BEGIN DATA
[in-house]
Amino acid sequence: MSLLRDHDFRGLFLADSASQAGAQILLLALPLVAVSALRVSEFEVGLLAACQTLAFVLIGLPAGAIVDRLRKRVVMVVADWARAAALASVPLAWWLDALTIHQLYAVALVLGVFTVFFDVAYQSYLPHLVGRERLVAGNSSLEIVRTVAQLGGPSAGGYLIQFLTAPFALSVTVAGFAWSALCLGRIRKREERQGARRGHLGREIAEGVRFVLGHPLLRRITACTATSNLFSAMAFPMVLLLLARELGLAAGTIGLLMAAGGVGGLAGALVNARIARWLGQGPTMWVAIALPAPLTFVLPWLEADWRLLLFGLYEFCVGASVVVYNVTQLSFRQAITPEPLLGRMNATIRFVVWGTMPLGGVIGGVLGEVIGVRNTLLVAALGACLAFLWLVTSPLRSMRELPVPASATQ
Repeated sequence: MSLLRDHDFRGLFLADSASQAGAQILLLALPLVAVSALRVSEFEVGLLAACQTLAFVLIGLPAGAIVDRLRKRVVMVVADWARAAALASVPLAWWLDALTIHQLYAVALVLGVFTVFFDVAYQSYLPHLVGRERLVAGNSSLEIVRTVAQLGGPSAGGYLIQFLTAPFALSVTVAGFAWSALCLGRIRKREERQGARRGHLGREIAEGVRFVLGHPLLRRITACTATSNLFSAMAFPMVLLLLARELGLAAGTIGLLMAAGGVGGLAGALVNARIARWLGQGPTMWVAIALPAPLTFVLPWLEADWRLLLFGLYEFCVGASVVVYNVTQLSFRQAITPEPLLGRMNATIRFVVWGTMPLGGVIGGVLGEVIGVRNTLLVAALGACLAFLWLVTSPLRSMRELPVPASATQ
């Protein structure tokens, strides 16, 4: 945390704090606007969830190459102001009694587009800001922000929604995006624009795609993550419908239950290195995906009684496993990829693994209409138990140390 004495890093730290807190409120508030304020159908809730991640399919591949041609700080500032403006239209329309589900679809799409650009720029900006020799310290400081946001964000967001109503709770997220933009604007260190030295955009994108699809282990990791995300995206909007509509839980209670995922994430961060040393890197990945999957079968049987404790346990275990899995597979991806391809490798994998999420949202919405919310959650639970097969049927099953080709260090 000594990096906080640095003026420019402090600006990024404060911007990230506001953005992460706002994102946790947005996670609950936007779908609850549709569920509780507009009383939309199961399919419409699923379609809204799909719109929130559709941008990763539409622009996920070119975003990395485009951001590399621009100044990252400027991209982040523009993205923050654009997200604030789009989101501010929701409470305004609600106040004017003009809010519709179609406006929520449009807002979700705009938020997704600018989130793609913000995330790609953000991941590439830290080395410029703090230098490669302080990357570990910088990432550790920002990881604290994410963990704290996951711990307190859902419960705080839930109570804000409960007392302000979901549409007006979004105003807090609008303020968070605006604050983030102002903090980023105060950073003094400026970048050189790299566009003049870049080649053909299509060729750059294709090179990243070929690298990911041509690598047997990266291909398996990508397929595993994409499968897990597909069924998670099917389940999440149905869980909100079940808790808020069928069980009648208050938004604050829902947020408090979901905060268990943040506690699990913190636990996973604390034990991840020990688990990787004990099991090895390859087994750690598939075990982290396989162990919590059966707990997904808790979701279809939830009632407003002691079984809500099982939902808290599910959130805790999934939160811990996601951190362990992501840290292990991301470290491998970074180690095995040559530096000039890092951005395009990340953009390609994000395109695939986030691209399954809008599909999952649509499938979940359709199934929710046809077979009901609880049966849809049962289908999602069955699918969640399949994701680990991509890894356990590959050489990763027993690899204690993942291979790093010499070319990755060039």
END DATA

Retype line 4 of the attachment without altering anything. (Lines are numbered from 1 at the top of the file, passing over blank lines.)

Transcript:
């Protein structure tokens, strides 16, 4: 945390704090606007969830190459102001009694587009800001922000929604995006624009795609993550419908239950290195995906009684496993990829693994209409138990140390 004495890093730290807190409120508030304020159908809730991640399919591949041609700080500032403006239209329309589900679809799409650009720029900006020799310290400081946001964000967001109503709770997220933009604007260190030295955009994108699809282990990791995300995206909007509509839980209670995922994430961060040393890197990945999957079968049987404790346990275990899995597979991806391809490798994998999420949202919405919310959650639970097969049927099953080709260090 000594990096906080640095003026420019402090600006990024404060911007990230506001953005992460706002994102946790947005996670609950936007779908609850549709569920509780507009009383939309199961399919419409699923379609809204799909719109929130559709941008990763539409622009996920070119975003990395485009951001590399621009100044990252400027991209982040523009993205923050654009997200604030789009989101501010929701409470305004609600106040004017003009809010519709179609406006929520449009807002979700705009938020997704600018989130793609913000995330790609953000991941590439830290080395410029703090230098490669302080990357570990910088990432550790920002990881604290994410963990704290996951711990307190859902419960705080839930109570804000409960007392302000979901549409007006979004105003807090609008303020968070605006604050983030102002903090980023105060950073003094400026970048050189790299566009003049870049080649053909299509060729750059294709090179990243070929690298990911041509690598047997990266291909398996990508397929595993994409499968897990597909069924998670099917389940999440149905869980909100079940808790808020069928069980009648208050938004604050829902947020408090979901905060268990943040506690699990913190636990996973604390034990991840020990688990990787004990099991090895390859087994750690598939075990982290396989162990919590059966707990997904808790979701279809939830009632407003002691079984809500099982939902808290599910959130805790999934939160811990996601951190362990992501840290292990991301470290491998970074180690095995040559530096000039890092951005395009990340953009390609994000395109695939986030691209399954809008599909999952649509499938979940359709199934929710046809077979009901609880049966849809049962289908999602069955699918969640399949994701680990991509890894356990590959050489990763027993690899204690993942291979790093010499070319990755060039």